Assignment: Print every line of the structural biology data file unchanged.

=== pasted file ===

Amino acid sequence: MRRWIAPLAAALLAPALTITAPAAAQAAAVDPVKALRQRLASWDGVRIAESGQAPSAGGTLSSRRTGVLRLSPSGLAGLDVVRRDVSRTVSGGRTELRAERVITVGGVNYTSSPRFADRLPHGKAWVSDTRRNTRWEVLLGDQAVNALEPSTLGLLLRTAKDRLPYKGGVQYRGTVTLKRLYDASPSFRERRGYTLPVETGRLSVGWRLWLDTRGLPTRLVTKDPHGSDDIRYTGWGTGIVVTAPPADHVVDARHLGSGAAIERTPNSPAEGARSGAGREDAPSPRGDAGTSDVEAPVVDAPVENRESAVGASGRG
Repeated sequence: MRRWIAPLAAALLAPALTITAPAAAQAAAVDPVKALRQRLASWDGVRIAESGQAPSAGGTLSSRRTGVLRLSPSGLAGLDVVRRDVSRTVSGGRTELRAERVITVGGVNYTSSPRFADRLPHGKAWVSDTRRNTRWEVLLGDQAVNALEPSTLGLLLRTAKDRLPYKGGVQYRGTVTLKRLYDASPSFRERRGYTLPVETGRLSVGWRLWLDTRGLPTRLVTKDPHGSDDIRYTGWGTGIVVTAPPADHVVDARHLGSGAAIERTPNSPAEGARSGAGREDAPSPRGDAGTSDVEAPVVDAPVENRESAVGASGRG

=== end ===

Amino acid sequence: MRRWIAPLAAALLAPALTITAPAAAQAAAVDPVKALRQRLASWDGVRIAESGQAPSAGGTLSSRRTGVLRLSPSGLAGLDVVRRDVSRTVSGGRTELRAERVITVGGVNYTSSPRFADRLPHGKAWVSDTRRNTRWEVLLGDQAVNALEPSTLGLLLRTAKDRLPYKGGVQYRGTVTLKRLYDASPSFRERRGYTLPVETGRLSVGWRLWLDTRGLPTRLVTKDPHGSDDIRYTGWGTGIVVTAPPADHVVDARHLGSGAAIERTPNSPAEGARSGAGREDAPSPRGDAGTSDVEAPVVDAPVENRESAVGASGRG
Repeated sequence: MRRWIAPLAAALLAPALTITAPAAAQAAAVDPVKALRQRLASWDGVRIAESGQAPSAGGTLSSRRTGVLRLSPSGLAGLDVVRRDVSRTVSGGRTELRAERVITVGGVNYTSSPRFADRLPHGKAWVSDTRRNTRWEVLLGDQAVNALEPSTLGLLLRTAKDRLPYKGGVQYRGTVTLKRLYDASPSFRERRGYTLPVETGRLSVGWRLWLDTRGLPTRLVTKDPHGSDDIRYTGWGTGIVVTAPPADHVVDARHLGSGAAIERTPNSPAEGARSGAGREDAPSPRGDAGTSDVEAPVVDAPVENRESAVGASGRG